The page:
A tidbit for you is something I like to do if you're willing to experiment more with git: I set git branch -a to git branches using the .gitconfig file on your home directory. This may be a bit advanced for this tutorial but I wanted to show that the option is there. Something we can visit down the road, or you could read this other blog post

The more condensed way of completing the creation of a new branch is to use git checkout -b <new-branch>. This tells git to create the new branch from where you are and check it out immediately. You will find that doing this is simpler than doing the 2 step method shown above but it's important to remember what exactly is being completed by using this one command to essentially run 2 commands. I also have to point out to you, that even after many years of dealing with git and using this command countless times, I still have to reference the manual page as I had forgotten the details over the years for git checkout -b and had to reference it again.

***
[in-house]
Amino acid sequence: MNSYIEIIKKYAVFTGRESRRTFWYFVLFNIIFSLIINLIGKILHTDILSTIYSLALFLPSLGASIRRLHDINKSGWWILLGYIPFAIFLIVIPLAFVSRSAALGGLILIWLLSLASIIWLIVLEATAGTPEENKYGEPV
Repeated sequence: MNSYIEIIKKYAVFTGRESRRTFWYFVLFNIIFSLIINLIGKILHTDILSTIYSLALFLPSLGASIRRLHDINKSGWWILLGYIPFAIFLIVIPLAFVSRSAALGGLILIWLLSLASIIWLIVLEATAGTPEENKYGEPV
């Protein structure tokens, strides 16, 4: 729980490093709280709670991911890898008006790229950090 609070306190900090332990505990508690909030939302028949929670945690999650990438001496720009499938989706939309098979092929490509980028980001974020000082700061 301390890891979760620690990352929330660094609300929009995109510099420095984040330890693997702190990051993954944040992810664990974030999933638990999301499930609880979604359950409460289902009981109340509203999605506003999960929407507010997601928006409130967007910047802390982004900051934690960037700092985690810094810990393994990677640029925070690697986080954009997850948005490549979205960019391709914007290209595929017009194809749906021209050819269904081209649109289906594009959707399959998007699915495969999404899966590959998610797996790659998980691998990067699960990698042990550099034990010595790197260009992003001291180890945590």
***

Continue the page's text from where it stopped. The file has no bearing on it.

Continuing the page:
Once you have created the branch and confirmed you are on that branch, you are good to make the change you are looking to complete. As you complete git add and git commit, you know you are applying those changes to the branch you created. Having the changes saved in its own branch is nice; say if you're working on a multi-day code update to the project, and you're looking to make sure your code is saved, you are going to add and commit multiple times through that period to save your code.